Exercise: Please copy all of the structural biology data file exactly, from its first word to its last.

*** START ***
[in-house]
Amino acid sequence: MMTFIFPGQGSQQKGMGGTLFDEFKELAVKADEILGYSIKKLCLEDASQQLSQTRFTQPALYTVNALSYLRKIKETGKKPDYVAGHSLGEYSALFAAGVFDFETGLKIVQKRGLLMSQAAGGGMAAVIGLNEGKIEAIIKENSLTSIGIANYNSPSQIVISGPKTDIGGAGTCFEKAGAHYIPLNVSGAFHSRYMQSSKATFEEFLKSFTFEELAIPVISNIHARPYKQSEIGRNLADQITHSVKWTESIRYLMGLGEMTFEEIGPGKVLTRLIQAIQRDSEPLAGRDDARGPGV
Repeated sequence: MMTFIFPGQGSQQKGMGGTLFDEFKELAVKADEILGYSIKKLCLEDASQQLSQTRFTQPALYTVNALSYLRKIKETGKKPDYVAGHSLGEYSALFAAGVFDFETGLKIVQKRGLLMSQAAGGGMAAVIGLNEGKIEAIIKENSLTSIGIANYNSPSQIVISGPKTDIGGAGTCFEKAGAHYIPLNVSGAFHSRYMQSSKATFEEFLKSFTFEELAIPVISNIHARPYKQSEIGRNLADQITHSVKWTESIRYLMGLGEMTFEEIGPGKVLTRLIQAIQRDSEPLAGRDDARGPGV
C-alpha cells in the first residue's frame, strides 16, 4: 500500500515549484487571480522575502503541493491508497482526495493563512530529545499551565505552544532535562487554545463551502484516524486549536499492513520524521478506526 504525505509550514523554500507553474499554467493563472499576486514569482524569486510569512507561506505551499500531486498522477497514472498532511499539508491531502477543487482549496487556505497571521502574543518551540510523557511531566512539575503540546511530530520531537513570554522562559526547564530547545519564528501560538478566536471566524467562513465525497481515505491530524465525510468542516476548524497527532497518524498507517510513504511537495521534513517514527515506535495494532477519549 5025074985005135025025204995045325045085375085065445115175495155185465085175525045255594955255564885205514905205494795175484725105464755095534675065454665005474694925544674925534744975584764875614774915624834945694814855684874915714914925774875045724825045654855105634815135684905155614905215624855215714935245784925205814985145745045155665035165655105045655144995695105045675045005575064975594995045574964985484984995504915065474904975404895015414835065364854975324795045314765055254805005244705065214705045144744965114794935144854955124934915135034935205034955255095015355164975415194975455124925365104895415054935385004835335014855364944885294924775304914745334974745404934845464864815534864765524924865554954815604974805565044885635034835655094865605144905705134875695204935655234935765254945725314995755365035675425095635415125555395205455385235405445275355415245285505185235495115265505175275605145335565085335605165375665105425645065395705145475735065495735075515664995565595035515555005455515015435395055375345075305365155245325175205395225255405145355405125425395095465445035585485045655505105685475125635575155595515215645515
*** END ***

[in-house]
Amino acid sequence: MMTFIFPGQGSQQKGMGGTLFDEFKELAVKADEILGYSIKKLCLEDASQQLSQTRFTQPALYTVNALSYLRKIKETGKKPDYVAGHSLGEYSALFAAGVFDFETGLKIVQKRGLLMSQAAGGGMAAVIGLNEGKIEAIIKENSLTSIGIANYNSPSQIVISGPKTDIGGAGTCFEKAGAHYIPLNVSGAFHSRYMQSSKATFEEFLKSFTFEELAIPVISNIHARPYKQSEIGRNLADQITHSVKWTESIRYLMGLGEMTFEEIGPGKVLTRLIQAIQRDSEPLAGRDDARGPGV
Repeated sequence: MMTFIFPGQGSQQKGMGGTLFDEFKELAVKADEILGYSIKKLCLEDASQQLSQTRFTQPALYTVNALSYLRKIKETGKKPDYVAGHSLGEYSALFAAGVFDFETGLKIVQKRGLLMSQAAGGGMAAVIGLNEGKIEAIIKENSLTSIGIANYNSPSQIVISGPKTDIGGAGTCFEKAGAHYIPLNVSGAFHSRYMQSSKATFEEFLKSFTFEELAIPVISNIHARPYKQSEIGRNLADQITHSVKWTESIRYLMGLGEMTFEEIGPGKVLTRLIQAIQRDSEPLAGRDDARGPGV
C-alpha cells in the first residue's frame, strides 16, 4: 500500500515549484487571480522575502503541493491508497482526495493563512530529545499551565505552544532535562487554545463551502484516524486549536499492513520524521478506526 504525505509550514523554500507553474499554467493563472499576486514569482524569486510569512507561506505551499500531486498522477497514472498532511499539508491531502477543487482549496487556505497571521502574543518551540510523557511531566512539575503540546511530530520531537513570554522562559526547564530547545519564528501560538478566536471566524467562513465525497481515505491530524465525510468542516476548524497527532497518524498507517510513504511537495521534513517514527515506535495494532477519549 5025074985005135025025204995045325045085375085065445115175495155185465085175525045255594955255564885205514905205494795175484725105464755095534675065454665005474694925544674925534744975584764875614774915624834945694814855684874915714914925774875045724825045654855105634815135684905155614905215624855215714935245784925205814985145745045155665035165655105045655144995695105045675045005575064975594995045574964985484984995504915065474904975404895015414835065364854975324795045314765055254805005244705065214705045144744965114794935144854955124934915135034935205034955255095015355164975415194975455124925365104895415054935385004835335014855364944885294924775304914745334974745404934845464864815534864765524924865554954815604974805565044885635034835655094865605144905705134875695204935655234935765254945725314995755365035675425095635415125555395205455385235405445275355415245285505185235495115265505175275605145335565085335605165375665105425645065395705145475735065495735075515664995565595035515555005455515015435395055375345075305365155245325175205395225255405145355405125425395095465445035585485045655505105685475125635575155595515215645515